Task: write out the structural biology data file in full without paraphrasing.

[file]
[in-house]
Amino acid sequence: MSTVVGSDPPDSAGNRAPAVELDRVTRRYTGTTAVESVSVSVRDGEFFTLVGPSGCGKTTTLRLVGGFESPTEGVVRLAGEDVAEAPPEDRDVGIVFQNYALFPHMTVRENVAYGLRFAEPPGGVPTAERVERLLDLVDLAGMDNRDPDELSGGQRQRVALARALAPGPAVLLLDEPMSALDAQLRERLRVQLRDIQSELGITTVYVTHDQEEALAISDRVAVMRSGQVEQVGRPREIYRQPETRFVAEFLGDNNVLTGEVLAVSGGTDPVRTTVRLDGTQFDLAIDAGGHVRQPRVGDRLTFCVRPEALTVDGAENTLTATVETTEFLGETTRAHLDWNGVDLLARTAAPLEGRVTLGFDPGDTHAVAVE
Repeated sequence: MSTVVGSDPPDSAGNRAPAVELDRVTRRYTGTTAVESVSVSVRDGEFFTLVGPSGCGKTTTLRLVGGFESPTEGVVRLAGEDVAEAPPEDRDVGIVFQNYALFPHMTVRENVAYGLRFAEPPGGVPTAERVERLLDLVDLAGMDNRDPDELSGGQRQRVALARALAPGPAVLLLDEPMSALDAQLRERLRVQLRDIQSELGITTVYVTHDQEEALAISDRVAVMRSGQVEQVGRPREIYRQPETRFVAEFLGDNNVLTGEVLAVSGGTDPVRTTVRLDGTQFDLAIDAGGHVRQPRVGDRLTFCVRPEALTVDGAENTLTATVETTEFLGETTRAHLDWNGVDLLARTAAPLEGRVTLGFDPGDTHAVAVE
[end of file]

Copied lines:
[in-house]
Amino acid sequence: MSTVVGSDPPDSAGNRAPAVELDRVTRRYTGTTAVESVSVSVRDGEFFTLVGPSGCGKTTTLRLVGGFESPTEGVVRLAGEDVAEAPPEDRDVGIVFQNYALFPHMTVRENVAYGLRFAEPPGGVPTAERVERLLDLVDLAGMDNRDPDELSGGQRQRVALARALAPGPAVLLLDEPMSALDAQLRERLRVQLRDIQSELGITTVYVTHDQEEALAISDRVAVMRSGQVEQVGRPREIYRQPETRFVAEFLGDNNVLTGEVLAVSGGTDPVRTTVRLDGTQFDLAIDAGGHVRQPRVGDRLTFCVRPEALTVDGAENTLTATVETTEFLGETTRAHLDWNGVDLLARTAAPLEGRVTLGFDPGDTHAVAVE
Repeated sequence: MSTVVGSDPPDSAGNRAPAVELDRVTRRYTGTTAVESVSVSVRDGEFFTLVGPSGCGKTTTLRLVGGFESPTEGVVRLAGEDVAEAPPEDRDVGIVFQNYALFPHMTVRENVAYGLRFAEPPGGVPTAERVERLLDLVDLAGMDNRDPDELSGGQRQRVALARALAPGPAVLLLDEPMSALDAQLRERLRVQLRDIQSELGITTVYVTHDQEEALAISDRVAVMRSGQVEQVGRPREIYRQPETRFVAEFLGDNNVLTGEVLAVSGGTDPVRTTVRLDGTQFDLAIDAGGHVRQPRVGDRLTFCVRPEALTVDGAENTLTATVETTEFLGETTRAHLDWNGVDLLARTAAPLEGRVTLGFDPGDTHAVAVE